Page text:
Hi Jeff, I know that eventually I’d like to play rock’n’roll, rockabilly and blues, so is it best to just specialise in those genres, or study all genres? I suspect it’s all good experience and the answer is the latter, but why practice heavy thrash metal or something when you know it’s not something you’d want to play in a band. Time is limited, so wouldn’t it be better to spend more time on the genres you want to play rather than wasting time with ones you don’t? Paul, via email
Yes, you are right. If you are content with only playing the styles of music that you have mentioned, then get involved learning and playing those styles. Listen to CDs and imitate what you hear on your bass. Also, find musicians that play in the styles of music that you enjoy and play with these people. By the way, studying different genres won’t help you to become a better player in the musical genres that you like, but learning academic music will help you to play everything better. Academic studies are the only form of learning that will cover every aspect of how you improve as a player. Nothing else that you pay to learn even comes close.
With this in mind, there are only two broad methods of improving as a player: As a self-taught player, and as a self-taught player who also learns academically.
These two principles cover the entire academic electric bass experience. Number one embraces every single bass player that you or anyone else can think of. No matter who it is, no matter what style they play, they are all self-taught to some degree. But consider this: all educated players are also self-taught. This explains number two. Before bassists studied how to play, they taught themselves via the same experimental laboratory of musical possibilities, pursuing any and every musical thought that came to their minds.
Most self-taught players only know about bass, but not about music. Consequently, they are not only limited in their musical vi- sion, they are usually stuck in it. They are stuck in their self-taught principles, yet all the while they want to know how to play better. Amazingly, learning music is to an academic standard is rejected, which surprises me as they are rejecting exactly what will help them improve their entire musical approach to bass. By studying real musical content for three months to a year, 100 per cent of people reading this will triple their present abilities to play.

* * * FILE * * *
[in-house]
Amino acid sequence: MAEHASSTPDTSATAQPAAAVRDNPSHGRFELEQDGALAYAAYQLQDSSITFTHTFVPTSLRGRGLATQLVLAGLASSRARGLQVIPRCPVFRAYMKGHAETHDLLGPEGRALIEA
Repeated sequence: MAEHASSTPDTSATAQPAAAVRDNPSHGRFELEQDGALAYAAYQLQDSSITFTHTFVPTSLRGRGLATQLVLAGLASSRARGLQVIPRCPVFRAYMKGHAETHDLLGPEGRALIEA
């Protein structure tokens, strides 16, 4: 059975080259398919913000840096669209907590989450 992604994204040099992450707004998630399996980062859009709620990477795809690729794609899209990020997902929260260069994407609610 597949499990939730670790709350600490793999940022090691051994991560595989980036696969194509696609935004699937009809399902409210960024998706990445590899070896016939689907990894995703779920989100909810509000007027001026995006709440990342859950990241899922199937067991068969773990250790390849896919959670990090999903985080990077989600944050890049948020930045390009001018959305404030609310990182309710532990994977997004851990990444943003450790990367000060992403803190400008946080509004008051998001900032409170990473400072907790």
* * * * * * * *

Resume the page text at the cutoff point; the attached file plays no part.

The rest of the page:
Here are terms for popular teaching lessons to consider. Ask your- selves if music has played any part in these lessons. If not, then you will probably not improve as a player worthy of the tuition fee that you paid. But readers should decide if academic benefit is possible with any lesson on this list.
- Lessons in slap
- Lessons in rock
- Lessons in groove
- Lessons in two-handed tapping
- Lessons using tablature
- Lessons using metronomes
- Lessons with the word ‘secret’ attached to them
- Lessons teaching you feel
- Lessons that separate right hand from left
- Lessons that emphasise Bach or Jaco Pastorius
- Lessons discussing flexibility or dynamics
- Lessons teaching technique
- Lessons teaching performance in rock, blues, or on stage presence
- Lessons in how to record in a studio
- Lessons on the internet that do not put music harmony first.
Read the list again, but this time remove the word ‘Lessons’ and entitle the expressions, ‘Self-Taught Methods of Learning…’
By doing this, you are the only one responsible for the musical outcome of your investigations. This is what being self-taught is all about. Self-taught means that everything is available to check out, but it also means that whatever you study is totally free. There is nothing on the above list that is worth paying to learn, as far as I can see. Because you aren’t paying for these points of regard, you now have the freedom as a musician to explore each concept as you wish to explore it, in your own unique way.
Thanks, Paul, for your question. It has allowed me to write this column that I hope will guide people toward learning music better.